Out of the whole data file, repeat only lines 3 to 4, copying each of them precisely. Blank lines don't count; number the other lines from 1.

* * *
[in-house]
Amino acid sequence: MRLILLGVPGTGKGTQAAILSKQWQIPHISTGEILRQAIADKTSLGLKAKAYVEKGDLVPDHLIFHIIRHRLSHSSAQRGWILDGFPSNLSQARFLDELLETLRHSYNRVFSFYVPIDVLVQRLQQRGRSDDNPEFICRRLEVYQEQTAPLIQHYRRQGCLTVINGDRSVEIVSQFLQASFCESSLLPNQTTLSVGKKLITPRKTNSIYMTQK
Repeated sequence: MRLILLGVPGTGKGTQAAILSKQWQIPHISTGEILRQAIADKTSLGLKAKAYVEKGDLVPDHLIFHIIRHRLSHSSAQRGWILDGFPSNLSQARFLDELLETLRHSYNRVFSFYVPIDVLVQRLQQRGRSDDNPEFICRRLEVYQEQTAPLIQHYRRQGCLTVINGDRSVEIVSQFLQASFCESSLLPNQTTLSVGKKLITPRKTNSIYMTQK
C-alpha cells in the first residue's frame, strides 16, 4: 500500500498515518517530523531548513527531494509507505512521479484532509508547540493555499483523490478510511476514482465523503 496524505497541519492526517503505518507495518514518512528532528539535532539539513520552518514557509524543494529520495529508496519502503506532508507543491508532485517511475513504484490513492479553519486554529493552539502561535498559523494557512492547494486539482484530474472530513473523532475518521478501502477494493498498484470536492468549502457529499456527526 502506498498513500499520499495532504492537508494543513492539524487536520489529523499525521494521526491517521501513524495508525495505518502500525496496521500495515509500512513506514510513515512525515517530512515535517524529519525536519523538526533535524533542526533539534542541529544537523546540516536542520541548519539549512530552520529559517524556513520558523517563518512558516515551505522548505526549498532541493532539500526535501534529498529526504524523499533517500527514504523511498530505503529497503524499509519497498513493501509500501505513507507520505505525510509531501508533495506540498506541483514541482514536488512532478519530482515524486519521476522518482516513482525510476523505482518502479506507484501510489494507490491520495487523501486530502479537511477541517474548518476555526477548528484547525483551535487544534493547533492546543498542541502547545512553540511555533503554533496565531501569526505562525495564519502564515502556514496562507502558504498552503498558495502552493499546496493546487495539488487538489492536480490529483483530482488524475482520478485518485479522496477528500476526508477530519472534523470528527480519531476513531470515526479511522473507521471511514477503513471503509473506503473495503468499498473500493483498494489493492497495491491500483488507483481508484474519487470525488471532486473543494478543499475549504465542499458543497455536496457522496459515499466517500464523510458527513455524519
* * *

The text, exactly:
Repeated sequence: MRLILLGVPGTGKGTQAAILSKQWQIPHISTGEILRQAIADKTSLGLKAKAYVEKGDLVPDHLIFHIIRHRLSHSSAQRGWILDGFPSNLSQARFLDELLETLRHSYNRVFSFYVPIDVLVQRLQQRGRSDDNPEFICRRLEVYQEQTAPLIQHYRRQGCLTVINGDRSVEIVSQFLQASFCESSLLPNQTTLSVGKKLITPRKTNSIYMTQK
C-alpha cells in the first residue's frame, strides 16, 4: 500500500498515518517530523531548513527531494509507505512521479484532509508547540493555499483523490478510511476514482465523503 496524505497541519492526517503505518507495518514518512528532528539535532539539513520552518514557509524543494529520495529508496519502503506532508507543491508532485517511475513504484490513492479553519486554529493552539502561535498559523494557512492547494486539482484530474472530513473523532475518521478501502477494493498498484470536492468549502457529499456527526 502506498498513500499520499495532504492537508494543513492539524487536520489529523499525521494521526491517521501513524495508525495505518502500525496496521500495515509500512513506514510513515512525515517530512515535517524529519525536519523538526533535524533542526533539534542541529544537523546540516536542520541548519539549512530552520529559517524556513520558523517563518512558516515551505522548505526549498532541493532539500526535501534529498529526504524523499533517500527514504523511498530505503529497503524499509519497498513493501509500501505513507507520505505525510509531501508533495506540498506541483514541482514536488512532478519530482515524486519521476522518482516513482525510476523505482518502479506507484501510489494507490491520495487523501486530502479537511477541517474548518476555526477548528484547525483551535487544534493547533492546543498542541502547545512553540511555533503554533496565531501569526505562525495564519502564515502556514496562507502558504498552503498558495502552493499546496493546487495539488487538489492536480490529483483530482488524475482520478485518485479522496477528500476526508477530519472534523470528527480519531476513531470515526479511522473507521471511514477503513471503509473506503473495503468499498473500493483498494489493492497495491491500483488507483481508484474519487470525488471532486473543494478543499475549504465542499458543497455536496457522496459515499466517500464523510458527513455524519